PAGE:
Here’s a tono-tip that I picked up from Dr. Robert DiMartino, one of the clinical professors at UC Berkeley, School of Optometry. You know the target that sits on the arm that swivels from the top of the slit lamp forehead-rest? It’s there for a reason. A lot of my colleagues (myself included) had neglected to use that target to direct patient gaze.
As it turns out, placing this target in front of the contralateral eye makes measuring IOP with Goldmann tonometry considerably easier for a lot of patients. Just set it up so that the eye of interest is pointing in the right direction. Don’t forget that a lot of these targets have a lever or knob that allows you to alter the focus of the target for the patient, based on their refractive error. Ask them if it’s clear, and direct their attention toward the target, while telling them to ignore the blue light.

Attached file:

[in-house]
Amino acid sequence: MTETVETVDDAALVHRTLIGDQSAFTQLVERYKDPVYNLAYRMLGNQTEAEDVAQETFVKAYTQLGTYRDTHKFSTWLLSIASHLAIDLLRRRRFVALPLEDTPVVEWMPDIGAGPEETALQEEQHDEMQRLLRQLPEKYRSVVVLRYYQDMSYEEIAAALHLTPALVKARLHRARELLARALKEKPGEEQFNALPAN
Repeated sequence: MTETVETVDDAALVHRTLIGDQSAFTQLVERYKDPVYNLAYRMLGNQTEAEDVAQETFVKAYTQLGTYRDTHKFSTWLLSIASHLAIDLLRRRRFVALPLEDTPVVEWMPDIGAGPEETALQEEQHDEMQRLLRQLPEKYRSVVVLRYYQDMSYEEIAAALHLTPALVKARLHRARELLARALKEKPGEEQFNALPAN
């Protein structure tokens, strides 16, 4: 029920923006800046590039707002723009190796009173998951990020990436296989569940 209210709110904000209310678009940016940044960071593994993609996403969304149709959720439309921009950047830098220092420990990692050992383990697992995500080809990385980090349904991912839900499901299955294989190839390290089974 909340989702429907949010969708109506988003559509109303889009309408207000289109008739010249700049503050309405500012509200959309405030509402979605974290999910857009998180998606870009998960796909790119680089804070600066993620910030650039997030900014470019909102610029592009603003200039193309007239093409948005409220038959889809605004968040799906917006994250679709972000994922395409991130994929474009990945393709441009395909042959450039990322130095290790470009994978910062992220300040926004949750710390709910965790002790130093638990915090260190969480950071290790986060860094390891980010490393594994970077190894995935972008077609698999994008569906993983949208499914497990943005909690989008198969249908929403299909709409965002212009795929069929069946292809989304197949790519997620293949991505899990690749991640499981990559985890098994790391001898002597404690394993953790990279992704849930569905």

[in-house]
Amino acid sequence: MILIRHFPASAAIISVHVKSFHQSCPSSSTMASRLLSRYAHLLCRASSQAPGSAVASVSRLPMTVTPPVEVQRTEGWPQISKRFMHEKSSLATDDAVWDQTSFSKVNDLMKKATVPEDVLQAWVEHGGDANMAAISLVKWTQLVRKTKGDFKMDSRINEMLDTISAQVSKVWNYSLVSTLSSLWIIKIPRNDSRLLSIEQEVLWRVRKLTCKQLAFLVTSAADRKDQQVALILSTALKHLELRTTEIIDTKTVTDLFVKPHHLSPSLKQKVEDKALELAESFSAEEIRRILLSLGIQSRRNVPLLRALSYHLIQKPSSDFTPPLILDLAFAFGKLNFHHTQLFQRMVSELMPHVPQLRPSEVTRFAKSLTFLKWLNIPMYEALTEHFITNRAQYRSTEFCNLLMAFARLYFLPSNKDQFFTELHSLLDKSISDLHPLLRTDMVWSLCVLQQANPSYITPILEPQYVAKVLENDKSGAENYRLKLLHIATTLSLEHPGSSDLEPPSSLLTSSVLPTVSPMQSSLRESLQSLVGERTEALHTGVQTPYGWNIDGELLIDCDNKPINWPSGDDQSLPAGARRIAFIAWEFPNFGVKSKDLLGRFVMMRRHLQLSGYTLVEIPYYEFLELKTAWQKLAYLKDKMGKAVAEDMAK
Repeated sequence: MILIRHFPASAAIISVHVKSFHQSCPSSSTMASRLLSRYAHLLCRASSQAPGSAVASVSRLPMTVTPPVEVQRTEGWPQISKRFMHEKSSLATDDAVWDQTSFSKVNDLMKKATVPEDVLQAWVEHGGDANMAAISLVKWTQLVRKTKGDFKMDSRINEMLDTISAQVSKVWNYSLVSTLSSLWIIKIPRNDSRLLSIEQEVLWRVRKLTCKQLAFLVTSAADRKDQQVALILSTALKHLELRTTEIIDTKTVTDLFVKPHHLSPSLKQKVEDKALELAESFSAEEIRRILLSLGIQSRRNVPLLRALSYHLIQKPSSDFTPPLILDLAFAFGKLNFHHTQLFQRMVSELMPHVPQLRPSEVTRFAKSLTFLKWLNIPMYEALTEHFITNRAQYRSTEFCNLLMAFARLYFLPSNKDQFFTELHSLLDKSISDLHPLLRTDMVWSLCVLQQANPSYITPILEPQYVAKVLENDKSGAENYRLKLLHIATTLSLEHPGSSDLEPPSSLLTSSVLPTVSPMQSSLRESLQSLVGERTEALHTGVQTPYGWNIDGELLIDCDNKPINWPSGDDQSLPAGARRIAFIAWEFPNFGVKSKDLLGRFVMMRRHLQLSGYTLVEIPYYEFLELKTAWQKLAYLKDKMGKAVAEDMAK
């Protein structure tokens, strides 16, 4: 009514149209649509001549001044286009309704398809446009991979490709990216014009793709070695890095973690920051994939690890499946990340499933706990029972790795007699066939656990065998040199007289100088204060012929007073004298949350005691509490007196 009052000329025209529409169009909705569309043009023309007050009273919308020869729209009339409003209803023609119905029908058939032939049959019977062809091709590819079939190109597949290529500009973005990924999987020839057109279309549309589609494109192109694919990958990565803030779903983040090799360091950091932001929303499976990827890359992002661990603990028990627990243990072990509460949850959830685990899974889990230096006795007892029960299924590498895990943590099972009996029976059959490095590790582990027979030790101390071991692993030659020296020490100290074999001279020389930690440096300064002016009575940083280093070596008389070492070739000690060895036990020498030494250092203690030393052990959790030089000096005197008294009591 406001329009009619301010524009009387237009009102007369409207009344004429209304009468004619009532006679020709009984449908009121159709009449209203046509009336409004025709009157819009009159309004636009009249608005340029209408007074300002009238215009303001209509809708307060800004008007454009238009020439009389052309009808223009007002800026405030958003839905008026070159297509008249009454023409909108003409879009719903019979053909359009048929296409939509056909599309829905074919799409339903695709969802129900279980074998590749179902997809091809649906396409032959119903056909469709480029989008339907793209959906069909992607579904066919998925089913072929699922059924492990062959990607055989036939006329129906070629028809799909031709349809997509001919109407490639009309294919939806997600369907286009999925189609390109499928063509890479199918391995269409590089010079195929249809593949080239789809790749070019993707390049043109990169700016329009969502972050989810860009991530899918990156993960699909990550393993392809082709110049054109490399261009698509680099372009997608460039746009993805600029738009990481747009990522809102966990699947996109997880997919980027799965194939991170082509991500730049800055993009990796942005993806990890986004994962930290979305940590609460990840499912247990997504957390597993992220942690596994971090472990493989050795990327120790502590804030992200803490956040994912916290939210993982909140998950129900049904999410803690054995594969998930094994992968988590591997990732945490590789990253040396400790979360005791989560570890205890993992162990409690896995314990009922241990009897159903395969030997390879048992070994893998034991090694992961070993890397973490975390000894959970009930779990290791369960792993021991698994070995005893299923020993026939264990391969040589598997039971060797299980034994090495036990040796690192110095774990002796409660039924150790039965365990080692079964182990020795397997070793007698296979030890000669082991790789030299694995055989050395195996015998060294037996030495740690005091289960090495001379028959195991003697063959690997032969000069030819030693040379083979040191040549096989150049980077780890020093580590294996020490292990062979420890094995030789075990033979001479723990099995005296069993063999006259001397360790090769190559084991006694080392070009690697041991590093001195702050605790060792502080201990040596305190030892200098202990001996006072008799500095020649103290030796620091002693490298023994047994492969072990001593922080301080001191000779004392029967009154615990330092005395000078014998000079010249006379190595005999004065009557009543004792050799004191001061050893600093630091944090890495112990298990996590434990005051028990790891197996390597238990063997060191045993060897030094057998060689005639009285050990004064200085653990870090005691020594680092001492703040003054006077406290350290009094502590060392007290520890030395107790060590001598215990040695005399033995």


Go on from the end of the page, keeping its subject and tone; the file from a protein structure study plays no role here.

I’ve had a number of patients tell me that they found this to be a lot easier than when people have tried to measure their IOP in the past. Use of the target, of course, is not restricted to tonometry. Use it as often as you need to for other procedures on patients with eyes that like to wander.